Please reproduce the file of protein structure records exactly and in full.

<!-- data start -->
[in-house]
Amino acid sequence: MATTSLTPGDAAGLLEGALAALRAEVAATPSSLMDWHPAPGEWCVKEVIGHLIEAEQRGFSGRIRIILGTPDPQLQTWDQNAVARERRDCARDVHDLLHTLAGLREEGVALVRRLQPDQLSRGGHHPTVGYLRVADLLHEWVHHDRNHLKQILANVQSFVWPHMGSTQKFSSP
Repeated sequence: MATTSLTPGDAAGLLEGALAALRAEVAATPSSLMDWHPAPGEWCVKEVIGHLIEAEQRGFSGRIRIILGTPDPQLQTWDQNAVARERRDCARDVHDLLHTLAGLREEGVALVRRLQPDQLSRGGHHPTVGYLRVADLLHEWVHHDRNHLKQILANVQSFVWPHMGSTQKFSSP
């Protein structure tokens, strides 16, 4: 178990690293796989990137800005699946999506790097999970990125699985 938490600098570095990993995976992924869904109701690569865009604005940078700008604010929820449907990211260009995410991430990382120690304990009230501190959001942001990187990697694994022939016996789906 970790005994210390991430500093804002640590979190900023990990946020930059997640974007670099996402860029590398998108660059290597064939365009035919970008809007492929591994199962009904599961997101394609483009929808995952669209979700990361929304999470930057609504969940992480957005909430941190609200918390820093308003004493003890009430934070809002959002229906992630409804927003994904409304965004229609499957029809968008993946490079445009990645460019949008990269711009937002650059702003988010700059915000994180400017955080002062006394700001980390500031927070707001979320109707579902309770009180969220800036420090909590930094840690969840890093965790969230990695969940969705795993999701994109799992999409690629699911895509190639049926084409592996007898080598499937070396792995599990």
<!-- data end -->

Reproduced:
[in-house]
Amino acid sequence: MATTSLTPGDAAGLLEGALAALRAEVAATPSSLMDWHPAPGEWCVKEVIGHLIEAEQRGFSGRIRIILGTPDPQLQTWDQNAVARERRDCARDVHDLLHTLAGLREEGVALVRRLQPDQLSRGGHHPTVGYLRVADLLHEWVHHDRNHLKQILANVQSFVWPHMGSTQKFSSP
Repeated sequence: MATTSLTPGDAAGLLEGALAALRAEVAATPSSLMDWHPAPGEWCVKEVIGHLIEAEQRGFSGRIRIILGTPDPQLQTWDQNAVARERRDCARDVHDLLHTLAGLREEGVALVRRLQPDQLSRGGHHPTVGYLRVADLLHEWVHHDRNHLKQILANVQSFVWPHMGSTQKFSSP
């Protein structure tokens, strides 16, 4: 178990690293796989990137800005699946999506790097999970990125699985 938490600098570095990993995976992924869904109701690569865009604005940078700008604010929820449907990211260009995410991430990382120690304990009230501190959001942001990187990697694994022939016996789906 970790005994210390991430500093804002640590979190900023990990946020930059997640974007670099996402860029590398998108660059290597064939365009035919970008809007492929591994199962009904599961997101394609483009929808995952669209979700990361929304999470930057609504969940992480957005909430941190609200918390820093308003004493003890009430934070809002959002229906992630409804927003994904409304965004229609499957029809968008993946490079445009990645460019949008990269711009937002650059702003988010700059915000994180400017955080002062006394700001980390500031927070707001979320109707579902309770009180969220800036420090909590930094840690969840890093965790969230990695969940969705795993999701994109799992999409690629699911895509190639049926084409592996007898080598499937070396792995599990």